Proud, Relieved, and Heartened by the Rule of Justice
Mary Jo Iozzio
People who have been relegated to the periphery of concern as members of minority communities, and others who have advocated with them, will remember the week of June 21-27, 2015 in the US with pride and relief. The week began in anticipation of the potential repeal of President Obama’s signature Affordable Care Act and rejection of a state’s recognition of same-sex marriages performed in and sanctioned by other states. The week ended with two decisions: 1) Chief Justice John Roberts delivered the opinion of the Court, joined by Justices Kennedy, Ginsburg, Breyer, Sotomayor, and Kagan, affirming the Affordable Care Act (Syllabus, October Term 2014, No. 14-114. Argued March 4, 2015 –Decided June 25, 2015); and 2) Justice Anthony Kennedy delivered the opinion of the Court, joined by Justices Ginsburg, Breyer, Sotomayor, and Kagan, ordering that same-sex marriages be “deemed lawful on the same terms and conditions as marriages between persons of the opposite sex” (Syllabus, October Term 2014, No. 14-556. Argued April 28, 2015-Decided June 26, 2015).
I am among those who have advocated for justice with people who live in poverty, who now have greater health security with the Supreme Court’s ruling that the Affordable Care Act (Obamacare), which mandates health insurance (revised through a tax), remains the law of the land. And I have advocated for justice with people whose commitment to fidelity is realized in non-heterosexist intimacy, who now have marriage equality before the law in all fifty states. I am relieved for greater access to healthcare for the previously uninsured 40+ million in the US, and I am proud for the legally binding nationwide protection against sodomy charges as well as the equal access to marriage licenses and wedding ceremonies now granted to same-sex couples. I am heartened by the triumph of justice in a nation founded on the principles of law, equality, and the common good.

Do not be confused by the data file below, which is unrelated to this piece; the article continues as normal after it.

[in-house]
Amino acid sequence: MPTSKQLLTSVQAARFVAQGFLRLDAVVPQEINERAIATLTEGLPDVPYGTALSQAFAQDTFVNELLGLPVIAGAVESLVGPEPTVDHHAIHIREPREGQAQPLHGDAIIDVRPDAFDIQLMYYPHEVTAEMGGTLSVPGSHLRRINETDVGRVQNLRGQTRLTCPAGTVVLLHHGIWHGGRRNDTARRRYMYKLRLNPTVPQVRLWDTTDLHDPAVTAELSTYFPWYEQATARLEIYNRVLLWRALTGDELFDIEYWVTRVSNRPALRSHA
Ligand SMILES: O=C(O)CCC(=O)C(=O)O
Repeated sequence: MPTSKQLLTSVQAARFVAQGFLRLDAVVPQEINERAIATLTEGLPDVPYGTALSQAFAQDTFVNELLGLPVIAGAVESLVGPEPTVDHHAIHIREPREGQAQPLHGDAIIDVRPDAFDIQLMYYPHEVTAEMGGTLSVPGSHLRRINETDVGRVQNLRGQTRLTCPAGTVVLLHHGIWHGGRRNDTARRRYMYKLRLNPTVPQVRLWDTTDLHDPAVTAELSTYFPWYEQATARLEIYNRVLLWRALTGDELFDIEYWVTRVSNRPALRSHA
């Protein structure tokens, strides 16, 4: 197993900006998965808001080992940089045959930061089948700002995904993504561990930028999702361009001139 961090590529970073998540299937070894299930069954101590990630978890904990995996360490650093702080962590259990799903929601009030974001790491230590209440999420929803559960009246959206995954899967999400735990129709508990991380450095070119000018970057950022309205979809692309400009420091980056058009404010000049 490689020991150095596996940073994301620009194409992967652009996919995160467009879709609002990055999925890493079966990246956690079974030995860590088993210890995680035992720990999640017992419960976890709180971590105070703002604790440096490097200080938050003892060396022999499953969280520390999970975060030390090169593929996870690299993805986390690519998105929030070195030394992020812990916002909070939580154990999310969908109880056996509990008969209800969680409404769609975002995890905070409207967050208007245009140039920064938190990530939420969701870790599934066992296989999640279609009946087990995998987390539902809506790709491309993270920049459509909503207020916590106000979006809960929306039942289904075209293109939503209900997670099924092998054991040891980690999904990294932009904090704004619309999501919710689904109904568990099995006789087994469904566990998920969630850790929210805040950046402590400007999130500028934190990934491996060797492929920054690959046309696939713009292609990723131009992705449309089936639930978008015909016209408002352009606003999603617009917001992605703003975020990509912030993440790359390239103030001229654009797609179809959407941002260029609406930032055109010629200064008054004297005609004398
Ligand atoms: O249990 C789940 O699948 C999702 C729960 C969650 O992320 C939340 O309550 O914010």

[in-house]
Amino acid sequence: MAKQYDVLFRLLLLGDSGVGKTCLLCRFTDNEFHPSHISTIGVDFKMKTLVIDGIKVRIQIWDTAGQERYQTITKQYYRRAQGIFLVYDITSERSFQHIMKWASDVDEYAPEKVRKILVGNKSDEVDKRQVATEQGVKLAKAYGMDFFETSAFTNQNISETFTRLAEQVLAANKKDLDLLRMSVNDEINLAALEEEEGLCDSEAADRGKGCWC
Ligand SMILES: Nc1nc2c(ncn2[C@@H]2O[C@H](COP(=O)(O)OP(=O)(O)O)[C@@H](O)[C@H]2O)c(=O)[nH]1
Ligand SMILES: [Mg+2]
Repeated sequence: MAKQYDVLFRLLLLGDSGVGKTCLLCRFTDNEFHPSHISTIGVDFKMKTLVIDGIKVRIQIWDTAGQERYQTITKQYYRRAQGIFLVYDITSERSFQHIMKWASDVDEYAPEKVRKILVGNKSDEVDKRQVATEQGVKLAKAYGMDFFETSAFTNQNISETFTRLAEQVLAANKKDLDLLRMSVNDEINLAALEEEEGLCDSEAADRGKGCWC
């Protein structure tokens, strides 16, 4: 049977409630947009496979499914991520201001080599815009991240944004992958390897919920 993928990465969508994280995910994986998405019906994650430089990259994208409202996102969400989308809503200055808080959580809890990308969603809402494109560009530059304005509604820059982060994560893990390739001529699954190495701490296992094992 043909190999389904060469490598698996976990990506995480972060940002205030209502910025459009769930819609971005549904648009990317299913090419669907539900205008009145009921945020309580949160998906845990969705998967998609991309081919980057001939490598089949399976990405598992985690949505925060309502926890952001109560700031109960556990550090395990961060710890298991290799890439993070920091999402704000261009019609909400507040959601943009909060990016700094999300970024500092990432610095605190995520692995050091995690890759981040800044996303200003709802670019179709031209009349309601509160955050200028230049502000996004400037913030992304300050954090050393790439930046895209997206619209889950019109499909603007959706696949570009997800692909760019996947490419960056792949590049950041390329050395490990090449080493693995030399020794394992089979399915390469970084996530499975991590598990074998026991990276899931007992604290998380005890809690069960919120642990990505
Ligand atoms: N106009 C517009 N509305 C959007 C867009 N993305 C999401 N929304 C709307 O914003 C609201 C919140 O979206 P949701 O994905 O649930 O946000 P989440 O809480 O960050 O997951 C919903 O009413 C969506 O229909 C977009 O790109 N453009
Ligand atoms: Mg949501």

Unfortunately, many in the US, including the USCCB, are grieving these decisions. I have heard complaints that Obamacare burdens taxpayers in the middle-income brackets, offers benefits to people receiving a lion’s share of benefits, and strong-arms institutions to provide their employees coverage that they deem objectionable. The media reports arguments on the intrusion of government in the private sector, while, for Catholics, private sector healthcare and education have been a mainstay of mission and ministry—especially to those who are most in need. Similarly, I have heard, even at this past Sunday’s liturgy, fears that same-sex marriages now allowed in civil law will jeopardize the religious/sacramental institution of marriage and have “adverse consequences” for all Catholic institutions and services to the most vulnerable. Neighboring dioceses in the US seem split in their response: some are following the lead of USCCB President Archbishop Joseph Kurtz, taking the argument of Chief Justice Roberts’ dissenting opinion on the ruling, who calls the decision a tragic error; some are silent; a few others remark cautiously as they recognize the justice inherent to the questions of human dignity and equal protection under the law. I am disheartened by these grievances, which seem to eschew the justice of distributing what is due to others as the common good requires. I am disheartened more by the silence of so many.